Could That Cup of Coffee Stop Skin Cancer?

By Semko, Laura 
March 21, 2017
June 2015

Could That Cup of Coffee Stop Skin Cancer?

An overflowing cup of evidence suggests drinking coffee may help prevent some cancers. Liver, breast, and endometrium—to name a few. One recent study points to the beverage’s possible protective effect against melanoma.

Young woman holding cup of coffee outdoors

The coffee and cancer connection

Melanoma isn’t as common as other types of skin cancer. But it can be the most serious. If not found early, it can spread beyond the skin to other parts of the body. When it does, it can be deadly.

To see if drinking coffee may protect against this disease, researchers analyzed the results of a past survey on diet and lifestyle. They focused on the coffee drinking habits of more than 447,000 older adults ages 50 to 71. They then looked at whether these people developed melanoma over a 10-year period.

The result? Nearly all study participants said they drank some coffee. More than half enjoyed at least 2 cups a day. But those who consumed the most were 20% less likely to develop melanoma. These people drank 4 or more cups a day.

Why might coffee curb cancer? The beverage is filled with antioxidants. These substances may help fend off cell damage—a precursor to diseases such as cancer. Coffee also serves up a healthy dose of the B vitamin riboflavin. Plus it contains a small amount of other nutrients, like vitamin E and potassium. But beware of coffee concoctions that contain too much sugar and fat.

Better ways to prevent melanoma

Despite the promising results on coffee and cancer, experts still caution that more research is needed. Bottom line: You shouldn’t choose to drink coffee to keep away melanoma and other skin cancers. There are more proven methods.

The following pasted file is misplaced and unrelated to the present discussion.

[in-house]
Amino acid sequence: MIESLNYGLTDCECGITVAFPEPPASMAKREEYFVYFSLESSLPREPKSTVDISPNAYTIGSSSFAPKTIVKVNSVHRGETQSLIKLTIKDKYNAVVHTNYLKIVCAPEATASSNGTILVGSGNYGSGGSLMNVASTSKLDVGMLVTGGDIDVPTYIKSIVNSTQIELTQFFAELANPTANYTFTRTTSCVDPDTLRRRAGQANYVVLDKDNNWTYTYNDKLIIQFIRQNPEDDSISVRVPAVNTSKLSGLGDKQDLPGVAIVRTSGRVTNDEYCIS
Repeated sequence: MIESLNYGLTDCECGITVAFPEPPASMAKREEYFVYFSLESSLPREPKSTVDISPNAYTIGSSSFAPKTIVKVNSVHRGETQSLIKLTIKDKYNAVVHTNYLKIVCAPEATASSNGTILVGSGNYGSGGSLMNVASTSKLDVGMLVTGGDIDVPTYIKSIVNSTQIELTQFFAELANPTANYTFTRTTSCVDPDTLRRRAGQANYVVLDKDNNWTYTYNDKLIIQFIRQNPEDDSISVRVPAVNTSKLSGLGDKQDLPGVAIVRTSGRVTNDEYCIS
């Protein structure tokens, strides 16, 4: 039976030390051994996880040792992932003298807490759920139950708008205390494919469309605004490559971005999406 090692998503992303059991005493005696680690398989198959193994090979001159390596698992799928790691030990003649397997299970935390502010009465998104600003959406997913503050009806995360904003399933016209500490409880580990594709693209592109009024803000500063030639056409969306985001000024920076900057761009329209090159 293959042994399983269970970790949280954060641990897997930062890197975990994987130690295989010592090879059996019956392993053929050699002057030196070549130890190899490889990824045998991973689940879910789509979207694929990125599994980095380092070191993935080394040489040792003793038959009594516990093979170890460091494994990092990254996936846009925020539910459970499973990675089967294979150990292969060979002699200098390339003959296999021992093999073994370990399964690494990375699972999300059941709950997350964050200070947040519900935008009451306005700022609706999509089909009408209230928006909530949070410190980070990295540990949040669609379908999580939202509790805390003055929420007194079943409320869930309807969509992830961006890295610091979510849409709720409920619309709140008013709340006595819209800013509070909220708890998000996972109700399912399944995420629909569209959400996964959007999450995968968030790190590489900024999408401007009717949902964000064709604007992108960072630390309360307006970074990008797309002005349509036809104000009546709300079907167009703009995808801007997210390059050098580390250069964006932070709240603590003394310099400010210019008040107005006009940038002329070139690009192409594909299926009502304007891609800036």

First, know the risk factors for the disease. People at high risk for melanoma include those who have fair skin, many moles, and past cases of blistering sunburn. Too much exposure to sunlight—whether natural or artificial—also factors in. So, too, does a family history of the disease.

Second, watch your skin for changes. A regular self-skin exam can help you spot melanoma early. Look closely at birthmarks and moles. Talk with your doctor about moles that change size, shape, or color.

You may also be able to prevent melanoma and other skin cancers with the following:

  • Apply sunscreen every day. It can protect your skin from ultraviolet (UV) light. Choose brands that are full-spectrum. They work against both UVA and UVB rays.

  • Limit your time in the sun. When outdoors, seek shade. Also wear a hat and sunglasses. UV light can hurt your eyes, too.

  • Stay away from tanning beds. These sources of artificial sunlight can deliver high doses of damaging UV rays to your skin. They are a serious risk factor for melanoma.


Read more about melanoma.


Online resources

American Academy of Dermatology

American Cancer Society


March 21, 2017


Coffee Consumption and Risk of Cancers: A Meta-Analysis of Cohort Studies. X. Yu, et al. BMC Cancer. 2011;11(96):1-11., Coffee Drinking and Cutaneous Melanoma Risk in the NIH-AARP Diet and Health Study. E. Loftfield, et al. Journal of the National Cancer Institute. 2015;107(2):1-9., Investigation of Dietary Factors and Endometrial Cancer Risk Using a Nutrient-Wide Association Study Approach in the EPIC and Nurses’ Health Study (NHS) and NHSII. M. Merritt, et al. Cancer Epidemiology, Biomarkers & Prevention. 2015;24(2):466-71.

Reviewed By:  

Turley, Ray, BSN, MSN